PlaceID will get it’s day in the sun!

Cal McElroy Monday, October 1, 2007 at 12:00 PM PT

Cal,

Here’s my Trimble coverage:
http://sramanamitra.com/2007/08/14/trimbles-compelling-growth-strategy/

Sramana Mitra Monday, October 1, 2007 at 12:21 PM PT

There are other interesting questions that pop up too -

  1. Where does this leave the other handset vendors? Will Motorola/Sony-Ericsson follow suit?
  2. Would GPS chipvendors align up with mobile vendors as well? We have a midsize company like Sirf and a smaller one like uNav waiting to hit it big as GPS grows.
  3. Does this improve Nokia’s IP position when it comes to bargaining for 3G royalties?

These were just a few off the top of my head. But this is obviously exciting for the mobile world.

Vijay

Vijay Monday, October 1, 2007 at 12:37 PM PT

Vijay,

There is no other vendor in the GIS map data space that is independent. So, for Motorola or others to get their hands on one, they would have to go acquire TomTom, which is a GPS vendor.

This may not be a bad thing, because the GPS device and the cell phone will converge in the next decade anyway.

Cal,

As for Google, Yahoo, IAC, Microsoft, AOL – those who have Local Search related plays, they will, most likely, keep sourcing mapping data just as they do today – from TeleAtlas and Navteq. I don’t believe any of them would venture into becoming a device vendor, but the devices would continue to be a great channel for their services. It’s a win-win relationship that should continue to thrive.

Apple is a slightly different story.

Apple actually is a device vendor. It competes with Nokia. So it would probably get its data from TeleAtlas as long as it is independent. But if TomTom ends up inside Motorola, that would make it problematic. Same with RIM and Palm. They will love their source of mapping data from an independent provider.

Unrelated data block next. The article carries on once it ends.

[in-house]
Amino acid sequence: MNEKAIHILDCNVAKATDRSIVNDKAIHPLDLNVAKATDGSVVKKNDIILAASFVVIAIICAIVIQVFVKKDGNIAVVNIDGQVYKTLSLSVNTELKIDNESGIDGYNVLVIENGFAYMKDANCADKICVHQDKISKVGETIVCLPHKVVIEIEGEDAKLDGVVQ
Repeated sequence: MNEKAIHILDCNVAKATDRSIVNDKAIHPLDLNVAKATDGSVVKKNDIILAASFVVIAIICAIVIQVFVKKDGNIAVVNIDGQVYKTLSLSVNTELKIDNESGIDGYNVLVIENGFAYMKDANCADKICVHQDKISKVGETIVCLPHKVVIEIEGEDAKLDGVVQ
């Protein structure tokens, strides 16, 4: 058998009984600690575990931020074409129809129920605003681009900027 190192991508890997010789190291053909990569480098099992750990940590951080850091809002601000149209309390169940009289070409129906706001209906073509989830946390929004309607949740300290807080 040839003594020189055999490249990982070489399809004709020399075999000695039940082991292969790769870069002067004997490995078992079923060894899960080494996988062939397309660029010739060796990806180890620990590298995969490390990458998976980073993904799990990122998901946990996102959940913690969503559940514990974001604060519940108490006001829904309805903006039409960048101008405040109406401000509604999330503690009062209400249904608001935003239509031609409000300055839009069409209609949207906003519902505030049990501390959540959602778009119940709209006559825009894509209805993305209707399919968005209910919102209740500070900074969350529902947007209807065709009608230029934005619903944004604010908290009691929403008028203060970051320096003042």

In a strategic move, Nokia could restrict its competitors from acquiring Navteq data, making itself the sole beneficiary of its strategic asset.

More likely, however, is that Nokia will now be able to make money off its competitors’ data services offerings, which is a masterful piece of maneuvering.

Well done.

Sramana

Sramana Mitra Monday, October 1, 2007 at 2:50 PM PT

From Garmin’s vantage point, do you anticipate this acquisition to pose a serious threat, either in the short or long term? I can understand that Garmin may face pricing pressures in the near future with Nokia at the helm, but can’t imagine consumers substituting their in-vehicle gps system for one that comes on their phone, regardless of the convenience.

DH

David Hong Tuesday, October 2, 2007 at 12:38 PM PT

Hi David,

I think the in-vehicle built-in GPS business will be less under threat. But the portable GPS business is the one that will likely get absorbed into the smartphone.

Sramana

Sramana Mitra Tuesday, October 2, 2007 at 1:09 PM PT

[...] 6% q-o-q to €74. Nokia Siemens Networks net sales grew 18% y-o-y and 20% q-o-q to €4.1 billion. Navteq will be a reportable segment in Q3. As for market share, Nokia estimates that Q2 Mobile Device [...]

Still Bullish on Nokia - Sramana Mitra on Strategy Tuesday, July 22, 2008 at 1:23 AM PT